Exclusive Excerpt: Alphaville, the Blistering New Memoir by Ex-NYPD Detective Michael Codella

White Guy hits again, fast, then again, faster–like chopping down a tree. Either his fourth or fifth swing catches Hispanic guy #2 sharp across the temple. The guy’s eye pops out as if he had an eject button on the side of his head. The eye’s not just out, it’s torn completely loose. I’ve never seen anything like it. I bounce the RMP up onto the curb as the eye rolls to a stop in the street. All I can think of is the time a kid lost a finger tip in shop class in Canarsie and the teacher kept yelling “save the piece” before getting sick on the floor.

 

“Police, get down! Get down!” Gio yells. We’re out with guns drawn in a heartbeat maybe ten yards from White Guy with the bat.

“Drop the bat, get on the ground!” Gio’s got no cover.

“Do it!” I add coming around the car alongside him. “On the ground now. Right now!”

White Guy stops hitting but doesn’t start following instructions. Fuck. I hate this part. Once you pull your gun the game is rarely automatically over. It’s not paper, rock, and scissors. Gun beats bat? If you train a barrel on a bad guy and he says “fuck you!” what then? Shoot, threaten, reason, beg, what? We’re moving closer to him carefully but fast. I don’t want to pull the trigger.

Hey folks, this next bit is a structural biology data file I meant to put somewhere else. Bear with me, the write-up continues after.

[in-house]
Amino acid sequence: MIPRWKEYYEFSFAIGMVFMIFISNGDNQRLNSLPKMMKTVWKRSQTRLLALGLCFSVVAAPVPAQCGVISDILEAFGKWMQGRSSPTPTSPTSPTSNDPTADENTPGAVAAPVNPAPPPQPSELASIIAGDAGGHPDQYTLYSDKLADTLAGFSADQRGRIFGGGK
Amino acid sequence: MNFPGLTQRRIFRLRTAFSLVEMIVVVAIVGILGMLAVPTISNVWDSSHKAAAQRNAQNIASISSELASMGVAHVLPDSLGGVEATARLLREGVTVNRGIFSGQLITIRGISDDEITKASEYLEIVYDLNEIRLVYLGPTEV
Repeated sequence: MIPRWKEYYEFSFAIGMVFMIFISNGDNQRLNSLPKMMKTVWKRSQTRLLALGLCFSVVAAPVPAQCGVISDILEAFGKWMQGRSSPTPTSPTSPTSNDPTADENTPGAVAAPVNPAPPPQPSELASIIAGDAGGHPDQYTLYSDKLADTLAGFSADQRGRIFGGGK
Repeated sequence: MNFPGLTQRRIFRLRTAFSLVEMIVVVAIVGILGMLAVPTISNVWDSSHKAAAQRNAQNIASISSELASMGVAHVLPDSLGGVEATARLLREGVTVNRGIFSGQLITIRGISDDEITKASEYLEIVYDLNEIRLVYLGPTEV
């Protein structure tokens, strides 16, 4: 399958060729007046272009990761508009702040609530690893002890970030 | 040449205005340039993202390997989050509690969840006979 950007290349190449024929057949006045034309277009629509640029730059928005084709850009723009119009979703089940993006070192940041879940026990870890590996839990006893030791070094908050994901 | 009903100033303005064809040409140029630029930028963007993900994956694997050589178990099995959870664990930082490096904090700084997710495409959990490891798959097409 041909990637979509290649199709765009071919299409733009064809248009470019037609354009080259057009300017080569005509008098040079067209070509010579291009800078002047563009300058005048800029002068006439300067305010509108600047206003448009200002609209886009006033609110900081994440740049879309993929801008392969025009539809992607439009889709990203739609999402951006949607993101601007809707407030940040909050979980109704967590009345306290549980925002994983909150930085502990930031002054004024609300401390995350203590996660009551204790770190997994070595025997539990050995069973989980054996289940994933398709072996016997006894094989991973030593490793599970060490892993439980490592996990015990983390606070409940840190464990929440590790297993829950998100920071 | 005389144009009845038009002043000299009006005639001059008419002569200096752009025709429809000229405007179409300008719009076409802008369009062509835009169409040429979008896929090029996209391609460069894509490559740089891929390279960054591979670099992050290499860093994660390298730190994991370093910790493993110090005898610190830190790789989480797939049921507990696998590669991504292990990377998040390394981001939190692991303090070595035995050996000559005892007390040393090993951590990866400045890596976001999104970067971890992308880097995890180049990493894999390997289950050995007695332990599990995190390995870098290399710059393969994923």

“Get down!” Gio says again. Even if he won’t drop the bat, if we get the guy on the ground that’s as good as disarming him. If he had anything hairier than the bat on him, we’d probably have found out by now. The bat drops a few inches as White Guy’s shoulders slump. He’s spent. His mind is having a hard time processing what he just did. Good, at least he’s not crazy. Gio holsters his gun a second before I put mine away, too. We go for a tackle.

Planting my left foot, I spring up and kick out with my right. My leg hooks the guy, pulling him off balance. Gio slams into him as hard as he can. I swing my other leg around and manage to catch the guy in the side of the head with my foot as he tumbles to the sidewalk then fall on top of him, using his rib cage as a nice flexy, landing pad. He isn’t going to want to laugh, cough or sneeze for a few days. Somehow Gio’s still standing up. He drops down and cuffs the guy hard. We both grab him, letting him know that he’s helpless. I toss him fast; keys, wallet, condom–bingo–a few bags of dope. He’s not up to talking right now but we’ll make time to discuss that last item later. We shove him into the back of the RMP. A crowd lazily gathers. Nearly everyone points at the eye.

Gio grabs the radio through the driver side window. “RMP 9864, have EMS respond to Sixth and D, two victims in serious condition.”

Dispatch comes back. “What do have at Sixth and D, K?”